We had been scheduled to make a side trip to Machu Picchu and the Sacred Valley. Those plans were washed away in the floods. I was happy to have harbored no real expectations about the trip. And I continued to prepare.

Copyright 2010 by Melanie Mulhall

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10 Responses to “The Preparations”

  1. Herbert Says:

    Thank you as always Melanie as you share with us your ‘experiences’ so we may be more open and continue to grow and create ourselves. I especially appreciated the ‘weather spirits’ discussion as I was not aware of some of the tags you used, but have certainly shared the communion with them. Looking forward to more of your adventures.

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  2. Melanie Mulhall Says:

    Herbert (aka Jay),

    Thank you so much for your comment. I seldom talk about Weather Spirits and the like outside of shamanic circles because many people think of these things as hoakum. But perhaps I should.

    Melanie

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  3. Laurel Kallenbach Says:

    Thanks for reminding us that any spiritual journey or pilgrimage requires emotional and spiritual preparation. In our hurry-up society, that’s easy to lose sight of. Most of us embark upon a journey expecting that it’s what happens on the trip that counts–when many times it’s how we approach that journey that makes the difference.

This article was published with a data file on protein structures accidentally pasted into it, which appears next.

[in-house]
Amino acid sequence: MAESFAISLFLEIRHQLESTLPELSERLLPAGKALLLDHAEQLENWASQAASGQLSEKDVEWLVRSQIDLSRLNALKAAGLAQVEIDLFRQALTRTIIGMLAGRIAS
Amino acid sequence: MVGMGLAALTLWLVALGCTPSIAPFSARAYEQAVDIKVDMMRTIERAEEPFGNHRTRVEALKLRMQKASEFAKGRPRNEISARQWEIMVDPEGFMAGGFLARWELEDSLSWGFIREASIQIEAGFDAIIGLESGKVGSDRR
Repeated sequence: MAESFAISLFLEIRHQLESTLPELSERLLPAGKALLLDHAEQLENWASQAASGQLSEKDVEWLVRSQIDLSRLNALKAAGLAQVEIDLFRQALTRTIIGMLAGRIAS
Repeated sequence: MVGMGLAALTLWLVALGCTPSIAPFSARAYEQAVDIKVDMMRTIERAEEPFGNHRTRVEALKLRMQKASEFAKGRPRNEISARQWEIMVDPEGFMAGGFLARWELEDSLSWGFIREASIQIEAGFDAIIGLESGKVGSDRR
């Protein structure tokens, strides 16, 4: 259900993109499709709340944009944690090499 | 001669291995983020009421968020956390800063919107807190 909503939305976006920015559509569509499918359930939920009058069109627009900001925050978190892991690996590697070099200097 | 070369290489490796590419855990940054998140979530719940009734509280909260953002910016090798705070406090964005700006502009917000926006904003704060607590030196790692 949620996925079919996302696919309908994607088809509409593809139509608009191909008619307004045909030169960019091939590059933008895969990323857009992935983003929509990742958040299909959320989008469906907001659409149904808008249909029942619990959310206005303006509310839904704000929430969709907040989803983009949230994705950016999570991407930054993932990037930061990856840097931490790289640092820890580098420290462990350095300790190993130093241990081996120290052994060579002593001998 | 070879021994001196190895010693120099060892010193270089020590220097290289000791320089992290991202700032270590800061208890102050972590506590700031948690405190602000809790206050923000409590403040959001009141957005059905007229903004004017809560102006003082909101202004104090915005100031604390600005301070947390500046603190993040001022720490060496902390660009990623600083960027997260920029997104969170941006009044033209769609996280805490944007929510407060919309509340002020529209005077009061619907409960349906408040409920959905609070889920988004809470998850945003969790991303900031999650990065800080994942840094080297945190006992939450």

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  4. sibylle Says:

    I think it’s best to go into many things prepared, but without expectations. I find that sometimes it’s hard to live up to expectations, and sometimes our expectations make us afraid. My students learning to ski sometimes have unrealistic expectations – either they expect to progress more quickly than possible, or they are afraid that it will be too difficult.

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    • Melanie Mulhall Says:

      Sibylle,

      Yes, I think you’re right. Preparing but being without expectations applies to more than taking a trip. It may just be a good way to live life, in general.

      Thanks for your comment!

      Melanie

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  5. cwaboulder Says:

    What a trip. Can’t imagine how that changed you, will change you . . . in many on-going ways.

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    • Melanie Mulhall Says:

      Jerrie,

      Yes, it promised to be a remarkable trip and, as you will see in future posts, it certainly was. Stay tuned. And, yes, that trip has changed me.

      Thanks for the comment.

      Melanie

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  6. Gail Storey Says:

    I very much appreciate your example of preparing for so soulful a journey on many levels–not just the physical, emotional, and spiritual, but attuning yourself to something even deeper. No wonder it welcomes you!